Currently Resident Doctors work rosters including seven nights in a row and twelve days in a row. The RDA believes this roster is unsafe for patients and unsafe for the doctors.
We are seeking:
- DHB commitment in our collective agreement to replace seven nights in a row with maximum of four nights in a row followed by three days off AND
- DHB commitment in our collective agreement to move from 12 days in a row followed by 2 days off to rosters with a maximum 10 days in a row with four days off.
The RDA has suggested an implementation period (of the safer rostering process) of two and a half years. The DHBs would be divided into 4 groups with the last group to have rosters implemented no later than 1 June 2018. On August 17 DHBs refused to commit to safer rosters for resident doctors prompting the NZRDA to launch the Safer Hours campaign.
What are Resident Doctors?
Resident Doctors, also known as House Officers, Registrars or Resident Medical Officers (RMOs) are registered medical practitioners and range in experience from first year qualified doctors to those with more than 12 years’ experience.
Resident Doctors range from doctors in their first year out of medical school to Registrars training in a specialist field such as surgery or pediatrics. Resident Doctors are rostered to work between 40 and 65+ hours a week but frequently work substantially more hours to provide necessary care and support to patients in public hospitals.
They work primarily in the public sector and are employed by all 20 DHBs. We have more than 3,500 Resident Doctors working in New Zealand.
The NZRDA stands for New Zealand Resident Doctors’ Association – or the RDA for short. The RDA (established in 1985) is the only organisation in New Zealand solely representing the interests of RMOs. The RDA looks after and promotes the interests (within the health sector and wider community) of its members including the negotiation and enforcement of RMOs terms and conditions of employment.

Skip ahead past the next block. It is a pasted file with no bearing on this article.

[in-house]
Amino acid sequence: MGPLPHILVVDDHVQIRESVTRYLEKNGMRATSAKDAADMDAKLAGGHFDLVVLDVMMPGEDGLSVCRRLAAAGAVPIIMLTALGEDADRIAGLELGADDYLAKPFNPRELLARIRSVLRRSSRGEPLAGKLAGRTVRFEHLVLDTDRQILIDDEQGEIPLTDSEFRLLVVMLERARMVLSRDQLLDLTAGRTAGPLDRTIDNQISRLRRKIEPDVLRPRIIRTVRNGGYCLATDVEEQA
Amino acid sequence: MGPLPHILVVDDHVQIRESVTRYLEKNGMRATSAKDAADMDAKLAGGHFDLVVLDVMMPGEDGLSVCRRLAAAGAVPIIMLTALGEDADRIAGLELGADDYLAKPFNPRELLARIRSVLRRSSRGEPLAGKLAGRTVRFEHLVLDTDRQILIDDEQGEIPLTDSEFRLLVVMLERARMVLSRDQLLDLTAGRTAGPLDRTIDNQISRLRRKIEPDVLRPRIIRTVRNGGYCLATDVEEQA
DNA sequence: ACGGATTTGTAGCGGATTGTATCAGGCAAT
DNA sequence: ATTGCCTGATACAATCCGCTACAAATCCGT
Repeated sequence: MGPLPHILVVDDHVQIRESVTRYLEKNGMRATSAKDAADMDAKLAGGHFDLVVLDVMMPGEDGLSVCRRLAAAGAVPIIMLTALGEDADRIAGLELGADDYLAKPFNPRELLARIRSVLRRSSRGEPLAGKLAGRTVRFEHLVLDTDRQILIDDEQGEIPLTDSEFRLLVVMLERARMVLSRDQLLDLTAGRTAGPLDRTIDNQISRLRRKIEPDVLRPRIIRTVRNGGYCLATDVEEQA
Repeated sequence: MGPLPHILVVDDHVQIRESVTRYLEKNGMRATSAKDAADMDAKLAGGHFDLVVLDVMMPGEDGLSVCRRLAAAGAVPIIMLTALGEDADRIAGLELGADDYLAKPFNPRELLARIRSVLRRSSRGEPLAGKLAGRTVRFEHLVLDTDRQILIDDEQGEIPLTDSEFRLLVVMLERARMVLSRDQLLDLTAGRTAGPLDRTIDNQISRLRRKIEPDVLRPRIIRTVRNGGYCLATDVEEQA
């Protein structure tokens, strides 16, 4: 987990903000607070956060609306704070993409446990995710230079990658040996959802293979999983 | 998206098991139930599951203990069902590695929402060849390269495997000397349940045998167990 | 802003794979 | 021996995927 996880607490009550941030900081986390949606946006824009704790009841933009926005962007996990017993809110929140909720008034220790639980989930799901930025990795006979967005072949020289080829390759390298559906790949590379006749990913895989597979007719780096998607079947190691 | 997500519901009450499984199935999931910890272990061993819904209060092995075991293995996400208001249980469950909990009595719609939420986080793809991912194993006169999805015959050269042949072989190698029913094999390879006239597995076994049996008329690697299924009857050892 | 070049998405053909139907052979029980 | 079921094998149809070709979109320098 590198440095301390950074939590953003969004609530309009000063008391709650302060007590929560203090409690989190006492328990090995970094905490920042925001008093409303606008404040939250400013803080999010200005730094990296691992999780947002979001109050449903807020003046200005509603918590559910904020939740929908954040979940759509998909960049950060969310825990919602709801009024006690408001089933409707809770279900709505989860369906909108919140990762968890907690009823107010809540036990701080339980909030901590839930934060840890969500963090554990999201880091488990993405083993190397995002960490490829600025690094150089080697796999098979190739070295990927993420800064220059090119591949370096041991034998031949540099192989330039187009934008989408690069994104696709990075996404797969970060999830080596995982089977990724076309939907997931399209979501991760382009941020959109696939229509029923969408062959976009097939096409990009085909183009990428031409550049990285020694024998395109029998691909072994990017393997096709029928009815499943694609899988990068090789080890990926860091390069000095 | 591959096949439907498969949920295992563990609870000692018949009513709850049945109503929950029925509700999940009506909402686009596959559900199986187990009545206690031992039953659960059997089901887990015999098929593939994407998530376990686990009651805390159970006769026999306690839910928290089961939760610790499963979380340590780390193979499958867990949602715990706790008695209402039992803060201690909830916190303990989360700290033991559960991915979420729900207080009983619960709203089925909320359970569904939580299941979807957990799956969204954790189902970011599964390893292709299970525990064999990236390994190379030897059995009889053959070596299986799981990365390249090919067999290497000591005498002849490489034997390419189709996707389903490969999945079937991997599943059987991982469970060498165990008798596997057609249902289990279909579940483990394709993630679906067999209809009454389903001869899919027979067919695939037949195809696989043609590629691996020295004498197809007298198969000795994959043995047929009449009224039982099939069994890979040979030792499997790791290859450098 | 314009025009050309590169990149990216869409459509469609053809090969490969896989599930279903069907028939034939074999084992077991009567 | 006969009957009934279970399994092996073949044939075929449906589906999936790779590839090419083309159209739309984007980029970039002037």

Who are the employers?
The employers are the 20 District Health Boards (DHBs) in New Zealand represented in negotiations by their agent DHBSS (DHB Shared Services).
What is the DHB’s position?
Employers have rejected all our safer roster claims in preference for the status quo. They wish to continue with the status quo i.e. working on rostering at a local level.
The employers also do not want a definitive end point to this process; specifically they do not want a maximum of 4 nights or 10 days (with 4 days off) as the default position where another alternative cannot be agreed i.e. no agreement means no change.
The problem with that is after 4 years of this approach only 13 out of 144 identified rosters have been entirely fixed, and only 49 partially (either the 12 days or the 7 nights) fixed. 82 remain unaltered.
Why are we running 0ur campaign now?
Put simply increasing workload and service demand has forced the RDA to request that DHBs commit to safer rosters. The workload and intensity of the work Resident Doctors do has increased over the years due to a number of contributing factors such as advancing technology, increasing patient load and the increasing presence of compounding illnesses.
We have sicker patients than in the past and we do more to help each one of them than was possible in the past. In the past we might have got some rest, even a nap whereas today we are full on all day and all night. Current rosters do not take into account the effect this increase in workload and complexity of care our patients need from us.
There is no recognition that with higher and more complex workloads RMOs can simply not sustain working the same long hours for continuous periods.
The personal hazards of working these types of rosters are well demonstrated – fatigued doctors are a risk to themselves, their patients and those around them. The following facts are from a recent fatigue survey of resident doctors:
- 1162 report being so fatigued from working long hours they were worried a clinical mistake had been made;
- 821 report being so concerned by a potential mistake they have made whilst on duty, they have called back to the hospital to ask someone to check up;
- 939 report having almost fallen asleep at the wheel when driving home;
- 275 report actually falling asleep at the wheel driving home after working these hours.
How many unsafe rosters are there?
We have been working on these rosters at a local level for some 4 years now and acknowledge some have improved. We have had success with some DHBs – current rosters at Tairawhiti and Northland DHBs are in line with the proposed process. Of the 145 rosters across the DHBs:
- 12 have resolved both issues;
- 1 DHB has resolved the 12-day issue (but not the nights);
- 65 night rosters have been resolved (without resolving the 12 days);
- 66 rosters have had no improvement applied to them at all.